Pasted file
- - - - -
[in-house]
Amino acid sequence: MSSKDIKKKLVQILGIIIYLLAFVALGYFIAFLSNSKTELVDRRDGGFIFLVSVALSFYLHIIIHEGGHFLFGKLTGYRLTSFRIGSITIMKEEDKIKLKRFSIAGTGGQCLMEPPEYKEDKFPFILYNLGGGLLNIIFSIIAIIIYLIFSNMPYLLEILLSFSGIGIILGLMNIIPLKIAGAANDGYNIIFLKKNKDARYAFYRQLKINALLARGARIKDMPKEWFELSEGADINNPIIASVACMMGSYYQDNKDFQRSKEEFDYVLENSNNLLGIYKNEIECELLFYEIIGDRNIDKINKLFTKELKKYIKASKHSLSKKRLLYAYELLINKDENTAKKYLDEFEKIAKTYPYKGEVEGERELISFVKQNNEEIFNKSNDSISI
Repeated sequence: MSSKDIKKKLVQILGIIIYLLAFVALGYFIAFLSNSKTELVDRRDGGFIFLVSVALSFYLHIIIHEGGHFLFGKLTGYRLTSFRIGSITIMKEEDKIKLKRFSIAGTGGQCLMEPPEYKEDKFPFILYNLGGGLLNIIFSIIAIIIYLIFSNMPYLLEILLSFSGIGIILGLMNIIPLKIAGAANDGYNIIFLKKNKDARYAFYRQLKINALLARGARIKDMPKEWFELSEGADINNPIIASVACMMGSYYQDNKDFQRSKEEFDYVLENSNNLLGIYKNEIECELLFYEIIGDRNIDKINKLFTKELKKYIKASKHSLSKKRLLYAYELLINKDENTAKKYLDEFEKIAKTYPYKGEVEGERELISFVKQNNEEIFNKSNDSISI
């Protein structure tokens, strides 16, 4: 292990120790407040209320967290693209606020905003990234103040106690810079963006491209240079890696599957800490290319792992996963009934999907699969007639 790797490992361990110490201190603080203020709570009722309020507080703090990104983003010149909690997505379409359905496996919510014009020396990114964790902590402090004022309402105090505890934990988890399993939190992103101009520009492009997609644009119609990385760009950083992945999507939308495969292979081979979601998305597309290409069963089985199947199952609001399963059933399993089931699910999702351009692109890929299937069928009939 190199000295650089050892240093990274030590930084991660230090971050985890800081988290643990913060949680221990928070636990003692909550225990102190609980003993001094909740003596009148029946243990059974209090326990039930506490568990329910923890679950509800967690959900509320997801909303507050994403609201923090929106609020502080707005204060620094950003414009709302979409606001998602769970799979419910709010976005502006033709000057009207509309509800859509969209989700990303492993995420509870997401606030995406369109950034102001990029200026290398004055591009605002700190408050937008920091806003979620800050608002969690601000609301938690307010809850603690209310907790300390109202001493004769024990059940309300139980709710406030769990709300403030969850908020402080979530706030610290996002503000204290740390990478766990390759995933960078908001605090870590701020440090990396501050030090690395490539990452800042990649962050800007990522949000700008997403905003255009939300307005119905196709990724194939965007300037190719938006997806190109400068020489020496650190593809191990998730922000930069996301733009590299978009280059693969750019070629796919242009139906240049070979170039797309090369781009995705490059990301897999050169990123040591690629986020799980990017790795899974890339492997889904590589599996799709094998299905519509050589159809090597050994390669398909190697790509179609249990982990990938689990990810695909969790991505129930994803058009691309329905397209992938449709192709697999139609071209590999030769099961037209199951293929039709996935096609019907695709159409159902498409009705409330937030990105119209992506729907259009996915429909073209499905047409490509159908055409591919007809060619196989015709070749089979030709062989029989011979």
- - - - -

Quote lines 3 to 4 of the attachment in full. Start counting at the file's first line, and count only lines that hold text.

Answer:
Repeated sequence: MSSKDIKKKLVQILGIIIYLLAFVALGYFIAFLSNSKTELVDRRDGGFIFLVSVALSFYLHIIIHEGGHFLFGKLTGYRLTSFRIGSITIMKEEDKIKLKRFSIAGTGGQCLMEPPEYKEDKFPFILYNLGGGLLNIIFSIIAIIIYLIFSNMPYLLEILLSFSGIGIILGLMNIIPLKIAGAANDGYNIIFLKKNKDARYAFYRQLKINALLARGARIKDMPKEWFELSEGADINNPIIASVACMMGSYYQDNKDFQRSKEEFDYVLENSNNLLGIYKNEIECELLFYEIIGDRNIDKINKLFTKELKKYIKASKHSLSKKRLLYAYELLINKDENTAKKYLDEFEKIAKTYPYKGEVEGERELISFVKQNNEEIFNKSNDSISI
């Protein structure tokens, strides 16, 4: 292990120790407040209320967290693209606020905003990234103040106690810079963006491209240079890696599957800490290319792992996963009934999907699969007639 790797490992361990110490201190603080203020709570009722309020507080703090990104983003010149909690997505379409359905496996919510014009020396990114964790902590402090004022309402105090505890934990988890399993939190992103101009520009492009997609644009119609990385760009950083992945999507939308495969292979081979979601998305597309290409069963089985199947199952609001399963059933399993089931699910999702351009692109890929299937069928009939 190199000295650089050892240093990274030590930084991660230090971050985890800081988290643990913060949680221990928070636990003692909550225990102190609980003993001094909740003596009148029946243990059974209090326990039930506490568990329910923890679950509800967690959900509320997801909303507050994403609201923090929106609020502080707005204060620094950003414009709302979409606001998602769970799979419910709010976005502006033709000057009207509309509800859509969209989700990303492993995420509870997401606030995406369109950034102001990029200026290398004055591009605002700190408050937008920091806003979620800050608002969690601000609301938690307010809850603690209310907790300390109202001493004769024990059940309300139980709710406030769990709300403030969850908020402080979530706030610290996002503000204290740390990478766990390759995933960078908001605090870590701020440090990396501050030090690395490539990452800042990649962050800007990522949000700008997403905003255009939300307005119905196709990724194939965007300037190719938006997806190109400068020489020496650190593809191990998730922000930069996301733009590299978009280059693969750019070629796919242009139906240049070979170039797309090369781009995705490059990301897999050169990123040591690629986020799980990017790795899974890339492997889904590589599996799709094998299905519509050589159809090597050994390669398909190697790509179609249990982990990938689990990810695909969790991505129930994803058009691309329905397209992938449709192709697999139609071209590999030769099961037209199951293929039709996935096609019907695709159409159902498409009705409330937030990105119209992506729907259009996915429909073209499905047409490509159908055409591919007809060619196989015709070749089979030709062989029989011979």